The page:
Format

Send to

Choose Destination
Cost Eff Resour Alloc. 2018 Feb 15;16:6. doi: 10.1186/s12962-018-0088-9. eCollection 2018.

Cost-effectiveness of antiviral prophylaxis during pregnancy for the prevention of perinatal hepatitis B infection in South Korea.

Author information

1
1Department of Preventive Medicine, Kyung Hee University College of Medicine, Seoul, South Korea.
2
2Department of Family Medicine, Myongji Hospital, Goyang, South Korea.
3
3Department of Biomedical Sciences, Seoul National University College of Medicine, Seoul, South Korea.
4
4Department of Family Medicine, Seoul National University College of Medicine, Seoul, South Korea.

Abstract

Background:

In Korea, hepatitis B virus (HBV) infection accounts for approximately 65-75% of HBV-related diseases, such as chronic hepatitis and liver cancer, and mother-to-child transmission is presumed to be a major source of the infection. To tackle this issue, the Korean government launched the national Perinatal Hepatitis B Prevention Program (PHBPP) in 2002. This study analyzed the cost-effectiveness of the PHBPP with antiviral prophylaxis compared with the current PHBPP and/or universal vaccination, as well as identified the optimal strategy to eliminate mother-to-child transmission of HBV in Korea.

Methods:

A decision tree model with the Markov process was developed and simulated over the lifetime of a birth cohort in Korea during the year 2014. The current PHBPP providing HBV vaccine and hepatitis B immune globulin to neonates born to HBV positive mothers was compared against two other strategies, universal vaccination of HBV and PHBPP with antiviral prophylaxis, with respect to their costs and health outcomes. The Korean National Health Insurance database was investigated to estimate the costs of HBV-related diseases and utilization of health resources. Costs were assessed from the health care system perspective and converted to 2014 US dollars. Health outcome measures were quality-adjusted life years (QALYs) and number of HBV-related diseases and deaths. Both costs and QALYs were discounted at 5%, following the recommendation of the Health Insurance Review & Assessment Service in Korea. The incremental cost-effectiveness ratio (ICER) obtained from the analysis was evaluated using the willingness-to-pay (WTP) in the Korean society.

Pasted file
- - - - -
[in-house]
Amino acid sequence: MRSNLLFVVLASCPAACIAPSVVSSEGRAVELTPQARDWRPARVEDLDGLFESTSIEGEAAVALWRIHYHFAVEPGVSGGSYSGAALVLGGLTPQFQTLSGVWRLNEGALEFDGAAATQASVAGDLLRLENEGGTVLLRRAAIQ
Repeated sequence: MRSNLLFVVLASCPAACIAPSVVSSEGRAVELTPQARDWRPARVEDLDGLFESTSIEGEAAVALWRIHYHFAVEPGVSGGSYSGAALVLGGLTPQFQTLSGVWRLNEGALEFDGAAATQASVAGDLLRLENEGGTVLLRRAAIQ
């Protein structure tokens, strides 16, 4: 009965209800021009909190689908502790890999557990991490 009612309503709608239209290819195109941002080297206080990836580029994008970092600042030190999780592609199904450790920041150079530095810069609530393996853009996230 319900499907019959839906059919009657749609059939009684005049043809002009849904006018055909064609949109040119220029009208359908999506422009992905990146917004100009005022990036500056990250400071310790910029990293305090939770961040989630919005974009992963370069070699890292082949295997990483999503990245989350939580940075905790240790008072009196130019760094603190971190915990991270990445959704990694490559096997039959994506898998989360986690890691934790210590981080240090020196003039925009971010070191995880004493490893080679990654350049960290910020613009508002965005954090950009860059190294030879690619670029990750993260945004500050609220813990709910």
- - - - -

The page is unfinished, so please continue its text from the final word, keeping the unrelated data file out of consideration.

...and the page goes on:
Results:

PHBPP with antiviral prophylaxis in Korea was cost-effective compared with the current PHBPP. An introduction of antiviral prophylaxis to pregnant women with a high viral load of HBV averted 13 HBV-related deaths per 100,000 people and saved 82 QALYs in total (ICER: $16,159/QALY).

Conclusions:

Considering that WTP in Korea is $29,000, PHBPP with antiviral prophylaxis appears to be a cost-effective strategy. To further decrease the burden of perinatal hepatitis B in Korea, adding antiviral prophylaxis to PHBPP is recommended.

KEYWORDS:

Antiviral prophylaxis; Cost-effectiveness analysis; Hepatitis B; Perinatal infection

Supplemental Content

Full text links

Icon for BioMed Central Icon for PubMed Central
Loading ...
Support Center